Okay these two things ran me down a rabbit hole.  First of all BOTH are installed and enabled when you add a new application.  Varnish is server level and app level enabled by default.  Breeze is their WordPress plugin and on new apps and migrations it’s installed.  That’s fine and dandy, but my issue is they “say” a lot of common things are excluded in both tools for URLs and cookies for applications like WooCommerce.  I can tell you it’s simply not true.  If it were I would not have had to fix, fight, and troubleshoot my way through very specific exclusions for some of the more common cookies and URLs as see below at the Varnish Level.  The breeze plugin can only exclude URLs but in most cases a URL excluded in Varnish needs to be excluded in Breeze.  one HUGE issue I found was if you are using the built in custom CSS function in WordPress it HAS to be excluded.  It simply doesn’t work.  Below is a list of exclusions I have running mainly on WooCommerce Sites.  Please comment and add to it.

Varnish Exclusions

URLs
/wp-cron.php*
/wp-admin/
/wc-api*
/?wc-api*
/?custom-css*
cart
checkout
Add-to-cart
\?add-to-cart=
^/(cart|my-account/*|checkout|wc-api/*|addons|logout|lost-password|product/*|wp-admin|wp-login)

Cookies
wp-resetpass-.?
wp-postpass_
woocommerce_cart_hash
wp_woocommerce_session_
woocommerce_items_in_cart

Breeze Exclusions

/wp-cron.php*
/wc-api*
/?wc-api*
/wp-admin/*
/product-category/*
/?custom-css*
/cart/*
/checkout/*
/Add-to-cart/*
/my-account/*

My suggestion is if you run into issue first thing you do is disable varnish on the application and see if things seem to work right, re-enable it and start excluding.  The other thing to be aware of is there is no Object Cache by default.  You will need to install Redis on the server side of things and also the Redis plugin.  This is VERY specific if you have multiple applications and well documented so pay attention to the wp-config file entries.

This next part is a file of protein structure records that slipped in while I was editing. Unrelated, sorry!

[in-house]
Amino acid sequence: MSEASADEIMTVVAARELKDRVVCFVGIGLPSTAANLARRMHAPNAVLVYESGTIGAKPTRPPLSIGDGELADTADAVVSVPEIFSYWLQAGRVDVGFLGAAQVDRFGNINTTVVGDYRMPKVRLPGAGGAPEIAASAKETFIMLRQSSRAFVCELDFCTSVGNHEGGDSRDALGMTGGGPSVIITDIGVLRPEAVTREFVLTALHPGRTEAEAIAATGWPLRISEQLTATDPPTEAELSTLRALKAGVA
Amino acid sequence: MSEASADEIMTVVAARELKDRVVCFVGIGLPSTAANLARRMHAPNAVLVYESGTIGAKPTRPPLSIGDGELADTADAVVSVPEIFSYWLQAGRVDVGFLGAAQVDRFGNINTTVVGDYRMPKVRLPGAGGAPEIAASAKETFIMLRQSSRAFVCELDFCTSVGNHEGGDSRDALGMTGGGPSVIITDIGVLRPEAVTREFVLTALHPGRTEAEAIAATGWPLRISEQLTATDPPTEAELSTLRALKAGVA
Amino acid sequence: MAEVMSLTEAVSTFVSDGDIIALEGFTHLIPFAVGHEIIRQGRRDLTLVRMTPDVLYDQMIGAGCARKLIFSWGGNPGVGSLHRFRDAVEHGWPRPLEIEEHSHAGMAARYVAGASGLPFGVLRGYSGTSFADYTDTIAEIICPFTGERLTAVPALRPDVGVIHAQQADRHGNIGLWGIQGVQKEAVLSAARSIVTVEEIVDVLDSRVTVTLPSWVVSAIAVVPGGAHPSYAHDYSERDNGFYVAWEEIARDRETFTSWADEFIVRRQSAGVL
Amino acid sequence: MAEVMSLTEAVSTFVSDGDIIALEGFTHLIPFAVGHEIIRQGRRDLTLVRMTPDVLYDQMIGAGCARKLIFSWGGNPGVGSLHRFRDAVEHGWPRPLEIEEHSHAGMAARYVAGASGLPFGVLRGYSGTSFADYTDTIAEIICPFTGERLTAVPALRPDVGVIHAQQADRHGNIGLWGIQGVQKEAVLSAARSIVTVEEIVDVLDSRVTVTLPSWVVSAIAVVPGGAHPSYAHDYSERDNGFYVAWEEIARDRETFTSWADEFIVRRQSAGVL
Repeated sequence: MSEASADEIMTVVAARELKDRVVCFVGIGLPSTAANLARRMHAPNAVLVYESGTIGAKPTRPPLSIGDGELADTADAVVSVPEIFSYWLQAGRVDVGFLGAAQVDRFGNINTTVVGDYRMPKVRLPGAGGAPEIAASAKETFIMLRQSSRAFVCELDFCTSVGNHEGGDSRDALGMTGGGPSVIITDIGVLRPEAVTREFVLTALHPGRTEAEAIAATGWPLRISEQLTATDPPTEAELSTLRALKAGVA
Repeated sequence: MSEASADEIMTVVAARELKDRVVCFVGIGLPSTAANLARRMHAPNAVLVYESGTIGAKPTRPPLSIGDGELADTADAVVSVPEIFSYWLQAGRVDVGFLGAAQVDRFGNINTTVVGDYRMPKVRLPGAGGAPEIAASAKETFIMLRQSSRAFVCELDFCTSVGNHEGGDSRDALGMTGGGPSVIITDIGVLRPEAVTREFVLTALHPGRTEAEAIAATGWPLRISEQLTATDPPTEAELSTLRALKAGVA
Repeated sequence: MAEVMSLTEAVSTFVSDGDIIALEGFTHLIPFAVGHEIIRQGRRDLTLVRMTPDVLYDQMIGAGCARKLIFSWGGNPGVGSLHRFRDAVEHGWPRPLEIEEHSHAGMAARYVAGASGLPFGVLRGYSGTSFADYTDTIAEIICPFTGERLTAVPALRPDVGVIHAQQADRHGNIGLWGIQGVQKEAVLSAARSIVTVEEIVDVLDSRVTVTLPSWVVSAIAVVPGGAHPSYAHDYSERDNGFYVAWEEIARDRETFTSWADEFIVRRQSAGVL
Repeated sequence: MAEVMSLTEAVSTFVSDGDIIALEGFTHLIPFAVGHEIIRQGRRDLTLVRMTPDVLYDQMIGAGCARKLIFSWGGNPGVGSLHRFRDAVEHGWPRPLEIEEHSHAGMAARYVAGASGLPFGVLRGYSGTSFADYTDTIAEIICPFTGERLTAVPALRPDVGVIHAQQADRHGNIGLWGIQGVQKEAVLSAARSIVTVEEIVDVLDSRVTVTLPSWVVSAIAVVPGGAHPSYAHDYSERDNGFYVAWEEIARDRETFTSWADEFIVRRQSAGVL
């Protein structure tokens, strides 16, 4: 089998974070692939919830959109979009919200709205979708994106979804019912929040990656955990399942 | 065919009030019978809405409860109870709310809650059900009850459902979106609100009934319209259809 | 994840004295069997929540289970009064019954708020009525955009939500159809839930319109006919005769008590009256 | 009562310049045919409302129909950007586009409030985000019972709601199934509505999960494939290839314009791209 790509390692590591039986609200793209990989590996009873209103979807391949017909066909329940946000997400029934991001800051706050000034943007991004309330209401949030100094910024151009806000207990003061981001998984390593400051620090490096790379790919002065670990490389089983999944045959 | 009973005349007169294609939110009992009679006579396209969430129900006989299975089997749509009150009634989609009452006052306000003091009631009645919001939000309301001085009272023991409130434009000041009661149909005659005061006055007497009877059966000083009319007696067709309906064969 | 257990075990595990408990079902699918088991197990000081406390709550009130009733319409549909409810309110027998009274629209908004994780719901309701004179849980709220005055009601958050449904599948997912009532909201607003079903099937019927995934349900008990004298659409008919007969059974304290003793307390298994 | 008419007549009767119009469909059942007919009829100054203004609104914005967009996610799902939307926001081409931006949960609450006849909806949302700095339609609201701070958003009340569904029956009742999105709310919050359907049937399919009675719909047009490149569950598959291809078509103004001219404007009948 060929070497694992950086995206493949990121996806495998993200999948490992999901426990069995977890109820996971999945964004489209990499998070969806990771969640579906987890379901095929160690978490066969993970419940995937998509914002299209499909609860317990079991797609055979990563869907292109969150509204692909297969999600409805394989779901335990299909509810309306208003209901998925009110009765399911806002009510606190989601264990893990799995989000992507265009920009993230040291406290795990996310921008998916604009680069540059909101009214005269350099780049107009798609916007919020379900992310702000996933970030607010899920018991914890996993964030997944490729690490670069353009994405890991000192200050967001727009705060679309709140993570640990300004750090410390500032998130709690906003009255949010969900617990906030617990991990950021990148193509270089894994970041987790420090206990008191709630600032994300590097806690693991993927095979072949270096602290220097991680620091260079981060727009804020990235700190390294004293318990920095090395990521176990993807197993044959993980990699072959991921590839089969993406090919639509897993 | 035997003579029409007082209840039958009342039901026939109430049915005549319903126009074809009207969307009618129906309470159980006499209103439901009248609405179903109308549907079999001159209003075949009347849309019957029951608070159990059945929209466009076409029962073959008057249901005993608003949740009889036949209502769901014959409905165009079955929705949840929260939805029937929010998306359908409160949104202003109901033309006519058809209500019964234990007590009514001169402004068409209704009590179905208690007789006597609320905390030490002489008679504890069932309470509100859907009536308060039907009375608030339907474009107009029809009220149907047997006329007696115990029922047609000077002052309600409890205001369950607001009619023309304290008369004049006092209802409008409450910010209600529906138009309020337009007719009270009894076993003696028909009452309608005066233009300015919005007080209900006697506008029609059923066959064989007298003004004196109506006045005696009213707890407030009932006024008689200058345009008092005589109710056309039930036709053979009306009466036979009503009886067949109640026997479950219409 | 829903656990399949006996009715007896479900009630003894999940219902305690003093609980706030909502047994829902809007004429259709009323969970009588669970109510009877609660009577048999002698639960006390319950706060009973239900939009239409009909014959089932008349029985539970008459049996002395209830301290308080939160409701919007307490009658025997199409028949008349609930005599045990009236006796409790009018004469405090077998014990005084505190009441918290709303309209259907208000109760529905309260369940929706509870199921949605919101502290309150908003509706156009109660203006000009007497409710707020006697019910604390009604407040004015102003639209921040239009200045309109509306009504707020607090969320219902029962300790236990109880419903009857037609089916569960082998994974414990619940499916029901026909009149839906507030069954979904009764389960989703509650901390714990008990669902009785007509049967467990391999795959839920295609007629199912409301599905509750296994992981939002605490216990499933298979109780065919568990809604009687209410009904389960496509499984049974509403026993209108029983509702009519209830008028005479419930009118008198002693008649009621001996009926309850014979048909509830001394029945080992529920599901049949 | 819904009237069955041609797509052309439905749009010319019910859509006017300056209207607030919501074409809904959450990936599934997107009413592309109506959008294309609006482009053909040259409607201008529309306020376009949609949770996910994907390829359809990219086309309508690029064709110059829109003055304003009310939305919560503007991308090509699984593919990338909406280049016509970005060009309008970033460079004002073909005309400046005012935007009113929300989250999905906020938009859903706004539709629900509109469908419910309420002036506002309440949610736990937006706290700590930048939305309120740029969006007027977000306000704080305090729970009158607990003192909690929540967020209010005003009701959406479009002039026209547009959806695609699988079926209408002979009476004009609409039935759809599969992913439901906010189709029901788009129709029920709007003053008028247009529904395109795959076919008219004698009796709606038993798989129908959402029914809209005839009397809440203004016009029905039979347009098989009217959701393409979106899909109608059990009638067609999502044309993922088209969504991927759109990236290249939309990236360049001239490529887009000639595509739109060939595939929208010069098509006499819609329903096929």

Cloudways Summary

All in all their support is responsive, the cloud server hosting seems to perform, but you need to get past the tweaks on the Varnish and per application settings.  You may need to take some time and do some testing but the cool thing is you can get a free trial to play with for a couple days to see just what works and what doesn’t.  If you are up for renewal at SiteGround especially and on the GoGeek level product you can probably save money or spend the same and get into your own cloud server and get off shared hosting.

About Chris Colotti

Chris is currently a Principal Architect at Cohesity. In his role he spends the majority of his time supporting Cohesity events and creating outward facing content. He also acts as an active interface between the field and engineering/product management as customer zero in the TAG production lab. Chris is active on the VMUG and event speaking circuit and is available for many events if you want to reach out and ask. Previously to this he spent close to a decade working for VMware as a Principal Architect. Previous to his nine plus years at VMware, Chris was a System Administrator that evolved his career into a data center architect. Chris spends a lot of time mentoring co-workers and friends on the benefits of personal growth and professional development. Chris is also amongst the first VMware Certified Design Experts (VCDX#37), and author of multiple white papers. In his spare time he helps his wife Julie run her promotional products as the accountant, book keeper, and IT Support. Chris also believes in both a healthy body and healthy mind, and has become heavily involved with fitness as a Diamond Team Beachbody Coach using P90X and other Beachbody Programs. Although Technology is his day job, Chris is passionate about fitness after losing 60 pounds himself in the last few years.